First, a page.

The vessel, built to Rolls-Royce’s Environship concept, sailed to Norway from Tsuji Heavy Industries shipyard in Jiangsu, China, via Singapore, and subsequent LNG bunkerings in Cochin, India and Cartagena, Spain - the longest voyage ever undertaken by a vessel running solely on LNG.
“The success of the voyage from Asia to Europe on LNG not only confirms the energy-saving and emissions-reduction attributes of Rolls-Royce’s pure gas engine but provides evidence to owners of larger tonnage that LNG is not just for short sea coastal ships,” said Tor Arne Borge, ceo of Nor Lines. “The Environship concept with the Bergen engine has exceeded all our expectations.”
As well as the LNG-powered Bergen engine, the Environship concept, which can be adapted for different ship types, incorporates a range of other Rolls-Royce equipment including a Promas combined rudder and propeller, a hybrid shaft generator to optimise use of electrical power and a wave-piercing hull.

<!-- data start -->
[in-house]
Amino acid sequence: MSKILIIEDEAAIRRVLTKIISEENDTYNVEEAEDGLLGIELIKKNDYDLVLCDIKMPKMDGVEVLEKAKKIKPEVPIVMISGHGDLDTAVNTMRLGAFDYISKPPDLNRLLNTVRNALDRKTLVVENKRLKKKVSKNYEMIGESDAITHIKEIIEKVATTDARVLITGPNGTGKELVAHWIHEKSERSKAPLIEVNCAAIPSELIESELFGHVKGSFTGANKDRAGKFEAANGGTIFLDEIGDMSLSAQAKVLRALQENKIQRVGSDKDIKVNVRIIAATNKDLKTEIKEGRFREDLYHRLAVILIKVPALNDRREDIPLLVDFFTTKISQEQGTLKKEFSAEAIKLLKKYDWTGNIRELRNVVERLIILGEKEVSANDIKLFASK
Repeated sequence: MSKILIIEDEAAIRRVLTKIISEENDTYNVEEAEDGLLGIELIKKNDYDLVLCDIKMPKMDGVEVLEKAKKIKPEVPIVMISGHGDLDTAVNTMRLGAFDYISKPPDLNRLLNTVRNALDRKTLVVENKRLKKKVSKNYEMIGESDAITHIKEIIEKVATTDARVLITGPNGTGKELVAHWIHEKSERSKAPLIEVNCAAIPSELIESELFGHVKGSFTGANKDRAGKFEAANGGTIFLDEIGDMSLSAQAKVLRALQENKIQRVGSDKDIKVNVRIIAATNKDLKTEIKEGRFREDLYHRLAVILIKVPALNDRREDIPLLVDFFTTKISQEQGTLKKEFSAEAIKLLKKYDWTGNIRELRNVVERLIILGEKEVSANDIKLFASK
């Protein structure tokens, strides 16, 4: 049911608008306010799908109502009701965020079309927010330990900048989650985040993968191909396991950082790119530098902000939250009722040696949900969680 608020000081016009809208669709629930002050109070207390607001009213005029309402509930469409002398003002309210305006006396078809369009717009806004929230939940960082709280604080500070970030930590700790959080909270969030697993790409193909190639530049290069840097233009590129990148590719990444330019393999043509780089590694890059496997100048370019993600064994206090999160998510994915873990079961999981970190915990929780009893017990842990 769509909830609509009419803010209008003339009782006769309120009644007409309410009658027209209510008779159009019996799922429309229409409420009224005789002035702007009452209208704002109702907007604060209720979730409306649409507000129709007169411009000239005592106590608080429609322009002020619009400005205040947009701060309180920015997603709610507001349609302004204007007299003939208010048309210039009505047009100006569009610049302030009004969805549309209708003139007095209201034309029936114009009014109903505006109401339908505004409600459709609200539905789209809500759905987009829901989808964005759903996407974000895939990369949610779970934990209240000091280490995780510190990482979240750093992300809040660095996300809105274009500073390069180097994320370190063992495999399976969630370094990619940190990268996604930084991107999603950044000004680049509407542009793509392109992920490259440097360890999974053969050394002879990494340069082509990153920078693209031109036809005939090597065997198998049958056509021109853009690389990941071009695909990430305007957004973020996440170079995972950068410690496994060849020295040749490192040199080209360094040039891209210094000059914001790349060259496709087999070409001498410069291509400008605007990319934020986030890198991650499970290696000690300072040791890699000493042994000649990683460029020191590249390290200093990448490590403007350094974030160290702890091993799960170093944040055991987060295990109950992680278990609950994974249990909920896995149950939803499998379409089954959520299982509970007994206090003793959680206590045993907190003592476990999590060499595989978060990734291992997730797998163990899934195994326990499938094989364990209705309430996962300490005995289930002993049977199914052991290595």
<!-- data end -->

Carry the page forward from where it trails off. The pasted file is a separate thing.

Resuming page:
“It is important to note that the Bergen B35:40 gas engine is not a dual-fuel engine,” said Oscar Kallerdahl, Rolls-Royce LNG Systems sales manager. “A pure gas engine and shaft generator driving a controllable pitch propeller is the most effective configuration for keeping emissions low and improving fuel consumption.”
R-R claims the Environship concept can reduce CO2 emissions by up to 40% vs “similar diesel powered vessels, dependent on operational profile”.
“The realisation of Kvitbjørn is a significant milestone in the shipping industry’s fundamental transition from diesel fuel to LNG,” added Kallerdahl.
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